Another important aspect is that while the first generation viewers were built with largely the same tools and code as the Linux version of the viewer so code sharing was easy, and the viewer could be built without having access to a Mac.
When Apple moved from a 32-bit architecture to 64-bit in OS X 10.7 not only did they change toolset moving to the Clang compiler, but all the system frameworks moved to Objective-C – a coding environment completely unknown to developers rooted in Windows and Linux tools.
For a while it was possible to keep the Mac version of the viewers alive by using the dated development tools, but it became increasingly difficult, so Linden Labs finally got their act together and did some necessary cleanup to the code so at least it would compile with the Clang compiler. For the TPV developers the transition has been painful, and most of them have dropped development of a Mac version.
When Nicky made the decision to move the Kokua viewer to Linden Lab’s codebase, but no longer was able to build the Mac version, I offered help to get it built.
The Kokua viewer has steadily been added to with solid support of features and bug fixes from the SecondLife viewer, but the developer has also been very forthcoming and persistent in fixing often complicated issues affecting OpenSim use. – This without making a clutter of the usability or piling on functionality that very few use.
With the latest version finished just a few days ago, the Kokua viewer is much more useful than the SecondLife viewer with enhanced building tools, but it also brings the same great feature set and stability to users of OpenSim. For Mac users – and I am biased – this is the only viewer to consider if you use OpenSim! For everyone else too.
It is high summer with less time for grid development but a few things have been in the works.
The grid has grown by a few residents after the registration page was added. A very warm welcome to them!
A new set of signage can be seen at road intersections throughout, and was designed to double as both direction markers and marking street names.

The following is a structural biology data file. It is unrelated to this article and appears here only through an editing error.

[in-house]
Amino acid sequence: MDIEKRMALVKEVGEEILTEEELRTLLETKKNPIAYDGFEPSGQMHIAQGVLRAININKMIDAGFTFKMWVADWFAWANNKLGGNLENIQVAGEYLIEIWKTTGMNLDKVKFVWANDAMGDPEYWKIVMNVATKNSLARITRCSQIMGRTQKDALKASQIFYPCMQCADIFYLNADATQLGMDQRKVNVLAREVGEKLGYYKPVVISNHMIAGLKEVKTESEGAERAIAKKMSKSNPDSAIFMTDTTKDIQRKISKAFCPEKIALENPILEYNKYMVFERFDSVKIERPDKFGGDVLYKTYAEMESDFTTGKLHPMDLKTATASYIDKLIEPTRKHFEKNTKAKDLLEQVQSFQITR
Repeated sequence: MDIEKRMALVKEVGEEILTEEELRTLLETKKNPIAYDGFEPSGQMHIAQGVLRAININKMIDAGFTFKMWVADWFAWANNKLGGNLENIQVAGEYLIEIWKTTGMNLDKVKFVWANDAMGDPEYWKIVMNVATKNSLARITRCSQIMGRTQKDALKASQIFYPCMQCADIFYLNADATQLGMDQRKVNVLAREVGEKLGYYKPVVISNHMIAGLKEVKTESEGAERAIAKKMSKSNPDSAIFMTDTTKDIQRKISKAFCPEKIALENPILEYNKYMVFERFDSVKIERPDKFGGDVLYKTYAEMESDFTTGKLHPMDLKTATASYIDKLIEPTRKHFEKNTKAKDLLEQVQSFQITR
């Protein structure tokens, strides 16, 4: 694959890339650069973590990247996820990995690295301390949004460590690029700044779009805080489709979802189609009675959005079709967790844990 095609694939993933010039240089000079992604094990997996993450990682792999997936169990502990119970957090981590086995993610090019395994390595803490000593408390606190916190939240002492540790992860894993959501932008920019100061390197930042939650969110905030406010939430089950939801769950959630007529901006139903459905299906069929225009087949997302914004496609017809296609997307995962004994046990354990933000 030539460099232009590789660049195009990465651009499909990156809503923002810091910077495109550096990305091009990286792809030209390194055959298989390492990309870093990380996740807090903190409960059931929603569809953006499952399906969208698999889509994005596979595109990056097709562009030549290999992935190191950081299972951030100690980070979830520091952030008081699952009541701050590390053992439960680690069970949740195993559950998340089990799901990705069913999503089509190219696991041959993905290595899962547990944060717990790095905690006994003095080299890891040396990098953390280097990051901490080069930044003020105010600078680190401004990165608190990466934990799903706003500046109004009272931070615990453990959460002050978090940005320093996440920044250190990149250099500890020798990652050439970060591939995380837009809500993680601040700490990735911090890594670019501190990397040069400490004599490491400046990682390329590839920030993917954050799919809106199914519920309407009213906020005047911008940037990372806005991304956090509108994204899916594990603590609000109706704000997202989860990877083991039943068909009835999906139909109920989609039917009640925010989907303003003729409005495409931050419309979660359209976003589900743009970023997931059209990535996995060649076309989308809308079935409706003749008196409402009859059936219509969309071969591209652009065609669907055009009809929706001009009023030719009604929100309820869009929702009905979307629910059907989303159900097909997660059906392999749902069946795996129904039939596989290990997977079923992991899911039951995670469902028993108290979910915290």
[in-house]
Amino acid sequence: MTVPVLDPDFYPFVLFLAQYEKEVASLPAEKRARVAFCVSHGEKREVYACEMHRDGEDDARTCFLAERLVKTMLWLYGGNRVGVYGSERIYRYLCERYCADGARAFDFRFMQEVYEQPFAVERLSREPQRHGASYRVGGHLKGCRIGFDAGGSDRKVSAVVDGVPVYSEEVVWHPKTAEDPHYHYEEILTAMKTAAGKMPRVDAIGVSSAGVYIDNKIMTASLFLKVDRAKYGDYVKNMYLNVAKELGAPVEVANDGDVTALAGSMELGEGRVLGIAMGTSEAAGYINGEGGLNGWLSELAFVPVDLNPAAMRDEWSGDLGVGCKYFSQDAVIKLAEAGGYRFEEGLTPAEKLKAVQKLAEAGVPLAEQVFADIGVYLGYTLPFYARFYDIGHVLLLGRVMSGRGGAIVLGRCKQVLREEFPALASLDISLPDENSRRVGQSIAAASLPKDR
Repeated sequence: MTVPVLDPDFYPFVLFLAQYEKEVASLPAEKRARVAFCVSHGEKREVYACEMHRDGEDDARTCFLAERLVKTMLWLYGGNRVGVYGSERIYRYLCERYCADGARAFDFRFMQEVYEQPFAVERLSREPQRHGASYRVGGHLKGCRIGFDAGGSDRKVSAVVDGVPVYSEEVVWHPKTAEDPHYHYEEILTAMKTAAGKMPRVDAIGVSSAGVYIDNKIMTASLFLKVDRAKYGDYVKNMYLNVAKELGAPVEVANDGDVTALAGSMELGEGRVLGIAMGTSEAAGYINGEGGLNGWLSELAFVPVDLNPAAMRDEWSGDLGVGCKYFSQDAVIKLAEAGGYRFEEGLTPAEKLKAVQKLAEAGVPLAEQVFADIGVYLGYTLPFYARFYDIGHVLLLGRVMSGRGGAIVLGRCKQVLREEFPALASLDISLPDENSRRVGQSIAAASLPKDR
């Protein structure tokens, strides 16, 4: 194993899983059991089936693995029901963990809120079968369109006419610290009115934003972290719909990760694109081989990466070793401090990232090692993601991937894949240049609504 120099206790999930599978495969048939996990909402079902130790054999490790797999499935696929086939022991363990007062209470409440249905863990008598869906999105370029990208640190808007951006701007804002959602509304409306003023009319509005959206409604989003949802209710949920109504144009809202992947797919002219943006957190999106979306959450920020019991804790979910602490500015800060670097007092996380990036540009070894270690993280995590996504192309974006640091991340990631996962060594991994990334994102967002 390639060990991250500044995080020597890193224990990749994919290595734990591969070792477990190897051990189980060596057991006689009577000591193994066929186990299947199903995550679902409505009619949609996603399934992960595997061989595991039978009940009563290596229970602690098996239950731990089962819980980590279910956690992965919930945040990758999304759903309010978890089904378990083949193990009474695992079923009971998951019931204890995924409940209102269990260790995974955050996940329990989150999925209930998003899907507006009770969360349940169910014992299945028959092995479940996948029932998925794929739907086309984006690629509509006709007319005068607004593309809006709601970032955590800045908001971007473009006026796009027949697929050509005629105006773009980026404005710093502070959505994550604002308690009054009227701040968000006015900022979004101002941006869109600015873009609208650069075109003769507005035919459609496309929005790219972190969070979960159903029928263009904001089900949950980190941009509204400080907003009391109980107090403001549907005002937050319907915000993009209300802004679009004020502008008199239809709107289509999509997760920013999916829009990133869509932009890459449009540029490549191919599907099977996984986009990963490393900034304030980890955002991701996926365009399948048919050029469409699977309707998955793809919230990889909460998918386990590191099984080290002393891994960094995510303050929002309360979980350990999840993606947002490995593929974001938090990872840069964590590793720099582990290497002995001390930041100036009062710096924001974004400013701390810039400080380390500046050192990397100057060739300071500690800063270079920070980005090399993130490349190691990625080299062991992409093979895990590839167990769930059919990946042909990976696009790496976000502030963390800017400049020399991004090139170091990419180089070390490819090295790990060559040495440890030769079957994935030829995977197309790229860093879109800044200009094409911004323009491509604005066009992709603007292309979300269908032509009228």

The OMC software has been updated with missing functionality so it is now possible to have vendors and rental boxes that works properly A group inviter developed by Virtec has been verified to work on the grid.
You can now “Grab” objects: use Ctrl+Drag to move them, and Ctrl+Shift+Drag to rotate them. In addition the llCastRay function has been significantly updated, and llGetGeometricCenter, llGetBoundingBox and llGetEnv are available for scripting. The OSSL scripting function osGetGender is available too.
Searching for groups now works, but group note notification to offline residents are not working as it should. The same is the case with online status for residents. It looks like we bumped into only half tested code. It is being investigated to get it working predictably.
Placing classifieds can be done from the Kokua and Singularity viewer developer builds, but they can’t be searched yet.
We are helping the Kokua developer to update the Mac version of the viewer to use the latest Linden 3.8.1 and 3.8.2 code and are making good strides. This also means OpenSim related issues are being sorted out which will of course be corrected in the Linux and Windows builds too. See the Tech Talk pages for details and progression.
With that, a very good summer both to visitors and residents!
XMIR will soon have a female and male default avatar which will be a big improvement over the default avatar that is standard in OpenSim, and that new residents have had to suffer till now.
A preview of the female avatar taking a well deserved rest in the summer night.
The work on a Welcome region for new XMIR residents is coming together. It has aptly been called Landfall.
Landfall is the first place people who register as residents will arrive. Here they will find information about the grid, their account and basic clothing and avatar items to set them up for the journey to the main grid. This is also where they have set home till they can find a better place to settle down. Landfall is not accessible to hypergrid visitors.
Welcome regions are always places in change with constant improvements and new information as the grid evolves.